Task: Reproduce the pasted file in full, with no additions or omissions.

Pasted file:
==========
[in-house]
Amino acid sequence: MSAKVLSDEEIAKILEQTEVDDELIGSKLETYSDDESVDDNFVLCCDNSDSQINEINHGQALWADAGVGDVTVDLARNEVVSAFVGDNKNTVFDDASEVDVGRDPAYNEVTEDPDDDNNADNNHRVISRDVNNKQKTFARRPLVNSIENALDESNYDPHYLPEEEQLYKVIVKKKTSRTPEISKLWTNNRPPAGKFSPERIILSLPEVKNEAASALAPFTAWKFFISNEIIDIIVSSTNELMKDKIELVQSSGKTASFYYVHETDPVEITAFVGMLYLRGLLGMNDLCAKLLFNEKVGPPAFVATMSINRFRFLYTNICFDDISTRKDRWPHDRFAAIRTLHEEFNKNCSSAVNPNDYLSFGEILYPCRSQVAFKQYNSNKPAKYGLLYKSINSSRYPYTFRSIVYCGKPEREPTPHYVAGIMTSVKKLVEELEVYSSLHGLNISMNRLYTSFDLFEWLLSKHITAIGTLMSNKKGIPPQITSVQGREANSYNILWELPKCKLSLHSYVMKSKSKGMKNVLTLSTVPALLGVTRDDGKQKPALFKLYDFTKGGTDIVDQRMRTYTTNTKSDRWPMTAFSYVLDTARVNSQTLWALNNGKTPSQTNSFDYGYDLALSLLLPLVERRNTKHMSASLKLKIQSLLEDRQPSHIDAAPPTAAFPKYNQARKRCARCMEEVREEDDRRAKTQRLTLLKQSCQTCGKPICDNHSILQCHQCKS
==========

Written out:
[in-house]
Amino acid sequence: MSAKVLSDEEIAKILEQTEVDDELIGSKLETYSDDESVDDNFVLCCDNSDSQINEINHGQALWADAGVGDVTVDLARNEVVSAFVGDNKNTVFDDASEVDVGRDPAYNEVTEDPDDDNNADNNHRVISRDVNNKQKTFARRPLVNSIENALDESNYDPHYLPEEEQLYKVIVKKKTSRTPEISKLWTNNRPPAGKFSPERIILSLPEVKNEAASALAPFTAWKFFISNEIIDIIVSSTNELMKDKIELVQSSGKTASFYYVHETDPVEITAFVGMLYLRGLLGMNDLCAKLLFNEKVGPPAFVATMSINRFRFLYTNICFDDISTRKDRWPHDRFAAIRTLHEEFNKNCSSAVNPNDYLSFGEILYPCRSQVAFKQYNSNKPAKYGLLYKSINSSRYPYTFRSIVYCGKPEREPTPHYVAGIMTSVKKLVEELEVYSSLHGLNISMNRLYTSFDLFEWLLSKHITAIGTLMSNKKGIPPQITSVQGREANSYNILWELPKCKLSLHSYVMKSKSKGMKNVLTLSTVPALLGVTRDDGKQKPALFKLYDFTKGGTDIVDQRMRTYTTNTKSDRWPMTAFSYVLDTARVNSQTLWALNNGKTPSQTNSFDYGYDLALSLLLPLVERRNTKHMSASLKLKIQSLLEDRQPSHIDAAPPTAAFPKYNQARKRCARCMEEVREEDDRRAKTQRLTLLKQSCQTCGKPICDNHSILQCHQCKS